The Highs & Lows of College Student Mental Health in 2020

The Highs & Lows of College Student Mental Health in 2020

As we look back on 2020 and the previous academic semester, it is easy to see that a lot has changed. This year has been tough on students for a variety of reasons. Before March, one of the common concerns among college students was FOMO or the “fear of missing out.” FOMO used to mean staring at your phone and being upset that you are missing going out with your friends because you stayed at home to study or looking at social media to see all of the fun everyone your age is having, while you are wondering why things could not be like that for you. Now the last 9 months have been filled with a different kind of “fear of missing out.”

This FOMO is the fear of missing out on the moments that you knew you would’ve had if the pandemic never happened. For student athletes, it’s the sadness they feel about missing their sports seasons toward which they have worked for their entire lives. For juniors it might be the FOMO of missing out on their study abroad experiences. For students in any grade, it might be the fear of missing out on leaving their parents’ house, having independence for the first time, being able to make friends, and having the college experience they imagined. For freshmen, it might be the fear of not meeting anyone and not forming life-long friendships. For upperclassmen, it’s the pain of knowing what college life was like before this and not knowing when it will get back to normal, or at least when they can stop looking at their computer screens. It is not any easier for high school seniors who likely missed out on prom and spent their entire final year at home unsure of what life will be like after this. College-aged students have experienced what many have never faced--knowing that they will never get this time back and will never get to experience what they always expected college would be.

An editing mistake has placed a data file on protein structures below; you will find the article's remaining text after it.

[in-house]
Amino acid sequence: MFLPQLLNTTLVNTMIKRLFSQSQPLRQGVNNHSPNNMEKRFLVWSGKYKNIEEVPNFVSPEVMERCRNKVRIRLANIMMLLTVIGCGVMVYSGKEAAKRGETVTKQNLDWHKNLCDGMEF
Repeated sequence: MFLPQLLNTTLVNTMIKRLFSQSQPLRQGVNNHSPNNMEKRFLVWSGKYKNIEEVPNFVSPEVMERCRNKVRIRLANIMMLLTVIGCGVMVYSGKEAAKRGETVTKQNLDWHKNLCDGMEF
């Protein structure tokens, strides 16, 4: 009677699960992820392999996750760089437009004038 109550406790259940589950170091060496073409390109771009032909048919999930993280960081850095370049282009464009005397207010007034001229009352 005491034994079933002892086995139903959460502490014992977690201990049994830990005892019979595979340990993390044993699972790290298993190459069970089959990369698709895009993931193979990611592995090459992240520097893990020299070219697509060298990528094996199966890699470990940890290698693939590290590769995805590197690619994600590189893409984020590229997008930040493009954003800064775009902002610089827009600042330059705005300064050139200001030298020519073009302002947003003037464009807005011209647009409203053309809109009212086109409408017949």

Before March, there was a mental health crisis on college campuses and now there is even more reason for concern as students move forward carrying the weight of this past year.  But as schools stay vigilant about their students’ mental health, they should be applauded for a series of welcomed changes in mental health support which have resulted in a lot of wins for students. For example, coaches are beginning to talk about the mental health of their athletes for what in many cases seems like the first time. College football mental health awareness week put the issue of mental health in the spotlight. Many schools are investing in tele-mental health and other support systems for their students. Also, at many schools, students are speaking up and asking for more support and challenging their institutions to keep their mental health in mind. Some students are even using their time this semester to raise awareness for mental health causes. College presidents even identified student mental health as one of their top priorities in the ACE Fall Term 2020 Survey.

Sometimes hardship brings on positive change. At Christie Campus Health, we hope for more higher education mental health wins in 2021.

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